TopWe studied all combinations of up to 4 motifs within the list of motifs. Let nL be the total number of motifs. The total number of possible pairs is nL(nL+1)/2. Note that here we are not considering the order of the motifs to be relevant. There is still little biological data about this question and this requires further investiagion. Also, a module can be formed by instances of the same motifs, therefore allowing to consider homotypic interactions as well. The total number of possible triplets is given by nL(nL+1)(nL+2)/6. The total number of possible quadruplets is given by nL(nL+1)(nL+2)(nL+3)/24.

A potential module M was defined as a set of motifs {m1, …, mn}, with nmotifs, mi in L, that fulfilled the following requirements:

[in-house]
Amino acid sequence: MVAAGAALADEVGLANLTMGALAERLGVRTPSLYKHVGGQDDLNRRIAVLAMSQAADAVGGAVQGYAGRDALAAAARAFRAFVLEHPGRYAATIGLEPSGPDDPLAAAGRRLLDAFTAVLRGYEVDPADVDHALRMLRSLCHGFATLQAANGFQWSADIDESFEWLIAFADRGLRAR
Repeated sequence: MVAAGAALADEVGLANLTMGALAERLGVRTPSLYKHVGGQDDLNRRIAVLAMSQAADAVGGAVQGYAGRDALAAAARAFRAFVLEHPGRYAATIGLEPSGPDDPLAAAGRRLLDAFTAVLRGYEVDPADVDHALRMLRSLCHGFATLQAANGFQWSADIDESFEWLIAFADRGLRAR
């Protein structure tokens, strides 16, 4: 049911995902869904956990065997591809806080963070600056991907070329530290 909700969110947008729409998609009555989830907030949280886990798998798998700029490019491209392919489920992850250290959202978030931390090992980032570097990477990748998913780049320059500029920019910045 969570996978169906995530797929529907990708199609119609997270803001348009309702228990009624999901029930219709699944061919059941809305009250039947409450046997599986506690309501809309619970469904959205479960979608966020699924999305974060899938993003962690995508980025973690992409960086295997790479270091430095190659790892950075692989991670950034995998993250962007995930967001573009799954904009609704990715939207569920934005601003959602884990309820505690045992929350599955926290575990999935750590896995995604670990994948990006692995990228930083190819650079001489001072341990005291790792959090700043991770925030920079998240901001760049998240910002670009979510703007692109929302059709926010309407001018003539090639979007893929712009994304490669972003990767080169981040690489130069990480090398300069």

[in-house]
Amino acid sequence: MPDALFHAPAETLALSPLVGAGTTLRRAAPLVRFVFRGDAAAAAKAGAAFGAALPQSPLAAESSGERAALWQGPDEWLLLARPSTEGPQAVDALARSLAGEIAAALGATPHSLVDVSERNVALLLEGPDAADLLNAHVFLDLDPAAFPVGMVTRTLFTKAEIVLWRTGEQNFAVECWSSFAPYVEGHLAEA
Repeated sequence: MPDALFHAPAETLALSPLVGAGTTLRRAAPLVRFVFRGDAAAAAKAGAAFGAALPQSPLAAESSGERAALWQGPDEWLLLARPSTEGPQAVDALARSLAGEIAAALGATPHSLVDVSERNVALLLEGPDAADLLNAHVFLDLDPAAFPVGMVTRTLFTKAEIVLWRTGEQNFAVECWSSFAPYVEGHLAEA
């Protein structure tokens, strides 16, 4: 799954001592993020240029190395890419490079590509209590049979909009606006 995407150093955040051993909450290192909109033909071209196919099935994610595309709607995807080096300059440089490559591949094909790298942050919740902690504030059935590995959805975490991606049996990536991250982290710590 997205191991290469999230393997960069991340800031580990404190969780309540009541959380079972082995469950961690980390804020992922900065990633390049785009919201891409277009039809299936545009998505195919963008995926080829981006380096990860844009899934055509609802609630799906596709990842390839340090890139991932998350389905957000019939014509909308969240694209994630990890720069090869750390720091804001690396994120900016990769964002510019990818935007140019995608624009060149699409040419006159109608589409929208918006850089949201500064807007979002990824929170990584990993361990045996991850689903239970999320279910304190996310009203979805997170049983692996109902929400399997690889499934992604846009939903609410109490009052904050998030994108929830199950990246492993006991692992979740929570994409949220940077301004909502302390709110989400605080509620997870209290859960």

(i) Distance between adjacent motif occurrences less than maxd (we explored maxd=25, 50, 100 and 200 bp).

(ii) Maximum overlap between adjacent motifs of half the motif length.

(iii) The module had to be present in at least ntr genes in S (ntr=4 by default).

(iv) The module had to be enriched in S with respect to the background at p < 0.01 after Bonferroni correction (see definition of enrichment below).If the order constraint was not imposed the module {m1, m2, ..., mn} was considered to be equivalent to the module {m2, mn, ..., m1}, etc.

This involves a large number of computations for large values of nL. We therefore, used a preliminary definition of modules by considering a reduced background set consisting of nb genes. The background genes were randomly selected from the whole genome with the only constraint that they should not overlap the genes in S. We used nb=20 nS.